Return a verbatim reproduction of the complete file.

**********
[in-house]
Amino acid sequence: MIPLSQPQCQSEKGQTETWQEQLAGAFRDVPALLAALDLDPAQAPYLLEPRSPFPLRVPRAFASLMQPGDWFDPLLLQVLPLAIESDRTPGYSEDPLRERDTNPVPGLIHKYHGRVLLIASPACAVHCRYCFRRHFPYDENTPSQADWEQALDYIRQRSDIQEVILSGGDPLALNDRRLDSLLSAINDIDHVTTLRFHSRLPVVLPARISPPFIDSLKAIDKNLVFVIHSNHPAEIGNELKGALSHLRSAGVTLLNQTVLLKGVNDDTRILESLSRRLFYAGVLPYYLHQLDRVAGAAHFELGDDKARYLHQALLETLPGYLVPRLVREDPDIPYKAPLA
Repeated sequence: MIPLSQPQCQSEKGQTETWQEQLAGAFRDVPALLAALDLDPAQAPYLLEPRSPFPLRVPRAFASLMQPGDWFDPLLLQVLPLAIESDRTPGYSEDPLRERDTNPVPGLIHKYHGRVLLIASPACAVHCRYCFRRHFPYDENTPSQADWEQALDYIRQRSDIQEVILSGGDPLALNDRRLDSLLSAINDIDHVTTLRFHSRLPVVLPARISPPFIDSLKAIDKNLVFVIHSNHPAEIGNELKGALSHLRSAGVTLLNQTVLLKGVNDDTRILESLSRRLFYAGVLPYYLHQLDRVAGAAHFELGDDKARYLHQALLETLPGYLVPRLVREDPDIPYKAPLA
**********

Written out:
[in-house]
Amino acid sequence: MIPLSQPQCQSEKGQTETWQEQLAGAFRDVPALLAALDLDPAQAPYLLEPRSPFPLRVPRAFASLMQPGDWFDPLLLQVLPLAIESDRTPGYSEDPLRERDTNPVPGLIHKYHGRVLLIASPACAVHCRYCFRRHFPYDENTPSQADWEQALDYIRQRSDIQEVILSGGDPLALNDRRLDSLLSAINDIDHVTTLRFHSRLPVVLPARISPPFIDSLKAIDKNLVFVIHSNHPAEIGNELKGALSHLRSAGVTLLNQTVLLKGVNDDTRILESLSRRLFYAGVLPYYLHQLDRVAGAAHFELGDDKARYLHQALLETLPGYLVPRLVREDPDIPYKAPLA
Repeated sequence: MIPLSQPQCQSEKGQTETWQEQLAGAFRDVPALLAALDLDPAQAPYLLEPRSPFPLRVPRAFASLMQPGDWFDPLLLQVLPLAIESDRTPGYSEDPLRERDTNPVPGLIHKYHGRVLLIASPACAVHCRYCFRRHFPYDENTPSQADWEQALDYIRQRSDIQEVILSGGDPLALNDRRLDSLLSAINDIDHVTTLRFHSRLPVVLPARISPPFIDSLKAIDKNLVFVIHSNHPAEIGNELKGALSHLRSAGVTLLNQTVLLKGVNDDTRILESLSRRLFYAGVLPYYLHQLDRVAGAAHFELGDDKARYLHQALLETLPGYLVPRLVREDPDIPYKAPLA